Controlling script execution

void exit ( [mixed status])

mixed eval ( [string code_string])

void die ( [mixed status])

Two simple functions give your scripts much more power: exit() and eval() - both are very easy. Exit() takes just one optional parameter, and terminates execution of the script immediately. If you pass a parameter, this is used as the script exit code, and, if it is a string, is printed out. Note that the function die() is an alias of the exit() function and works the same way. Eval() is another function that takes one string parameter, but it executes that string as if it were PHP code. Here are examples of both exit() and eval() in action:

<?php
    $str
= "exit()";
    eval(
$str);
?>

For the pedants out there: exit() is not technically a function, it's a language construct.

That script assigns "exit()" to $str, then passes $str into eval(). As I mentioned, eval() will execute the string it gets as if it were PHP code, so the end result is that PHP runs the exit() function through eval(), and terminates the script.

Exit() is a very common function, and is used wherever you need to end a script with no further work. For example:

if ($blah != $blahblah) {
    print
"Access denied.";
    exit;
}

Eval() might seem a little pointless to you, but it is actually very helpful - it allows you to pass in any text string as PHP code and have it executed. This allows you to store your PHP code in a database, or to calculate it on the fly, which gives you a lot more flexibility.

The exit() function takes a maximum of one parameter, which can either be a program return number or a string. Many programs return numbers so that they can be chained to other programs and their output properly judged. In this case, 0 usually means, "everything went OK", and everything else means, "something went wrong". Using exit() with a string causes PHP to output the string then terminate the script - a behaviour commonly used by programmers with exit()'s alias, die(), like this:

do_some_func() OR die("do_some_func() returned false!");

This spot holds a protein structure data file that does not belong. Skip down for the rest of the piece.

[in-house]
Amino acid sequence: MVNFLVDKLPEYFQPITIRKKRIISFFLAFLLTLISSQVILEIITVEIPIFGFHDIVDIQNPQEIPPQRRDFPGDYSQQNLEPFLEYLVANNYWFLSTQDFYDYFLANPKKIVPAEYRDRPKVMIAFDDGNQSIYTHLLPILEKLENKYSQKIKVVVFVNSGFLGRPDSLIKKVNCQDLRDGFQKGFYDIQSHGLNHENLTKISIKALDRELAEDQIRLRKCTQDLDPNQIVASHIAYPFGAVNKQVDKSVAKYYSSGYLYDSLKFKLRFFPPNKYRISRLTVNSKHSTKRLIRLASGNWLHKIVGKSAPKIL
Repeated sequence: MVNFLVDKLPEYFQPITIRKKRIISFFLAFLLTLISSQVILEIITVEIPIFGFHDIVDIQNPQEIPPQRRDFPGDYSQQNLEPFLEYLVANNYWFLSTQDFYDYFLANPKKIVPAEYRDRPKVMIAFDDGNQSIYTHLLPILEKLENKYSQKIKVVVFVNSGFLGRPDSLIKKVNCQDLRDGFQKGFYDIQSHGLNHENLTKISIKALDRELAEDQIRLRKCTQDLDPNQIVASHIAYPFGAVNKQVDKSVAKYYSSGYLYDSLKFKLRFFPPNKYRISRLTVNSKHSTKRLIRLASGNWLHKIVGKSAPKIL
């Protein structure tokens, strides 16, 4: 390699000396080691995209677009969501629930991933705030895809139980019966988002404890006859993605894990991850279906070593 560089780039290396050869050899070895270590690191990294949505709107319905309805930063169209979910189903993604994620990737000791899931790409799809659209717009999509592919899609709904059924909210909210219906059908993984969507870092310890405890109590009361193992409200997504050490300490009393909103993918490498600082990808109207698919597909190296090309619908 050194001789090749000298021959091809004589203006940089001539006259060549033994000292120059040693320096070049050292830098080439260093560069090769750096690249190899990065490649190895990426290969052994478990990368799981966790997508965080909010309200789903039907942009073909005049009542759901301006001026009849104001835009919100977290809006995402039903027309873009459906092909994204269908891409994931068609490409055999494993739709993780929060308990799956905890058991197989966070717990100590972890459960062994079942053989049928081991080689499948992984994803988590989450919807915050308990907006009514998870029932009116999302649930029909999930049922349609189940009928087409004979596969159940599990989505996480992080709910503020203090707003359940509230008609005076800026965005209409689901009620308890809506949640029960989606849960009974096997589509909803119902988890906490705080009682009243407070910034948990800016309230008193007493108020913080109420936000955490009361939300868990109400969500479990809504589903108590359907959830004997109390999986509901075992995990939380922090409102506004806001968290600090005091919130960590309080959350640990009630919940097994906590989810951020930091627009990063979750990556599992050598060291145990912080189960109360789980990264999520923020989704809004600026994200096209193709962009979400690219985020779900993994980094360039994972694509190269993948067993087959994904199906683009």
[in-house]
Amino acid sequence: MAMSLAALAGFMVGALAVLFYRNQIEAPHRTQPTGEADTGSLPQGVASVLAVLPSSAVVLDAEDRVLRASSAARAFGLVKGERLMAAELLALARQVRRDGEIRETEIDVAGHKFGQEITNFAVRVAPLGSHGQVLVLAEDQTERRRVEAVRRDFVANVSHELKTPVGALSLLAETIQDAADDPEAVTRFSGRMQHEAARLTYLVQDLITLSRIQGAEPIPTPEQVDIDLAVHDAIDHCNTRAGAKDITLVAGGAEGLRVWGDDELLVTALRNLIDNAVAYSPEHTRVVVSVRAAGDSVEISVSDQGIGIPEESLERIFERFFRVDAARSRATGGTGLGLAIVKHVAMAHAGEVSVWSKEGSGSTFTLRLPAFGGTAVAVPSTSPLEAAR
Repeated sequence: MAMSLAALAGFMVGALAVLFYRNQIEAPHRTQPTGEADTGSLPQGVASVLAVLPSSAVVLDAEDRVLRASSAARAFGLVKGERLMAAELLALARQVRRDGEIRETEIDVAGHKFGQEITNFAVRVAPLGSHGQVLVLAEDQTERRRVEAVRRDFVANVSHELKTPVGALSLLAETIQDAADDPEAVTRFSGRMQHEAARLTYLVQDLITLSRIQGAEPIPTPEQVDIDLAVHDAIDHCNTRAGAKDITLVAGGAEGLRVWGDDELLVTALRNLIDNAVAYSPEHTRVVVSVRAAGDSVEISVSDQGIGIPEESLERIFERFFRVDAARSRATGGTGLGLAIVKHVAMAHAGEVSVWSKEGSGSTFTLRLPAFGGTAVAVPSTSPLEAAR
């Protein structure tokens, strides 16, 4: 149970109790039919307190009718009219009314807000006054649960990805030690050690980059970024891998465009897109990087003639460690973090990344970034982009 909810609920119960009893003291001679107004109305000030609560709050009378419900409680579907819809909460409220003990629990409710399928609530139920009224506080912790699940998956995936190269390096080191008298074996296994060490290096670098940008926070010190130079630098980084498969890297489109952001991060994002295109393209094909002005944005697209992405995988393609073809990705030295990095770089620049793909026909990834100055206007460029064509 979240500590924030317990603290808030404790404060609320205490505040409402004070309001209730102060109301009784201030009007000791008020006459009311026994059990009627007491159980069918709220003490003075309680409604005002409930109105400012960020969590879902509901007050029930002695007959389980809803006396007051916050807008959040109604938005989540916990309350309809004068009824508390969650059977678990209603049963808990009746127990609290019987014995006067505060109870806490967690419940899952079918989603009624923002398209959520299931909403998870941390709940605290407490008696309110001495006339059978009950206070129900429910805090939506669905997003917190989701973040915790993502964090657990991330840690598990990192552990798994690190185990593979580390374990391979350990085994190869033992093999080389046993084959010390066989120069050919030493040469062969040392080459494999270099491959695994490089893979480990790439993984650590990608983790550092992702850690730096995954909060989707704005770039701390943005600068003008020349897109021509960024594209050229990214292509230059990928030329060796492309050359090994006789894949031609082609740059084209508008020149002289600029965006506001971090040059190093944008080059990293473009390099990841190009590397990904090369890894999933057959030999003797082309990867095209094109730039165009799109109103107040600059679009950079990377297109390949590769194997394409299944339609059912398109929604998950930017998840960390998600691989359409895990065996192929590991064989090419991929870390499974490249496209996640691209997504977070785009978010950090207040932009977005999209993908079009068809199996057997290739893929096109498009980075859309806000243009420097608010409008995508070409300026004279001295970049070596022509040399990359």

In that situation, do_some_func() will be called, and, if it returns false, die() will be called to terminate the script. This is a fast and easy way to make sure that certain functions have run successfully before you get into the meat of your script. The reason that code works is because the OR operator means that PHP will only execute the second function if the first function returned false.

Note that this is the most common use for the OR operator. If you recall from earlier, the || operator comes higher than the OR operator in terms of precedence, and, more importantly, || also comes higher than =.

Now, take a moment to think this through: what does this next line of code do?

$fp = fopen("somefile", "r") || die("Could not open file!");

On the surface, it looks like our previous example of die() - PHP will try to load the file "somefile" and store a file pointer to it in $fp, and, if it fails, will exit with the message "Could not open file!"

However, that is not actually what is done. Instead, because || has a higher precedence than =, it is calculated first. So, first PHP will attempt to load somefile. If it succeeds, fopen() will return a resource that evaluates to true. Naturally all calls to die() succeed, so die() will also always be evaluated as true. However, because PHP will short-circuit the || operator, when fopen() succeeds die() will not be called and the || operator will return 1 (true) because the operand on its left side (the call to fopen()) returned true.

Essentially, PHP reads the line of code like this:

$fp = (fopen("somefile", "r") || die("Could not open file!"));

Finally, this 1 will be assigned to $fp. This is clearly not what was intended, and this is where the OR operator comes in. As OR has a lower priority than =, PHP reads the line of code like this:

($fp = fopen("somefile", "r")) or die("Could not open file!");

That is, fopen() is called and its value assigned to $fp, which is then put through the comparison operator. As you can see, there really is a need to have both || and OR around, but just please make sure you pick the correct one!

Author's Note: I suggest you keep the following quote in mind from the creator of PHP, Rasmus Lerdorf: "If eval() is the answer, you're almost certainly asking the wrong question." That isn't to say that eval() is bad, merely that you should think twice if not three times before using it.

 

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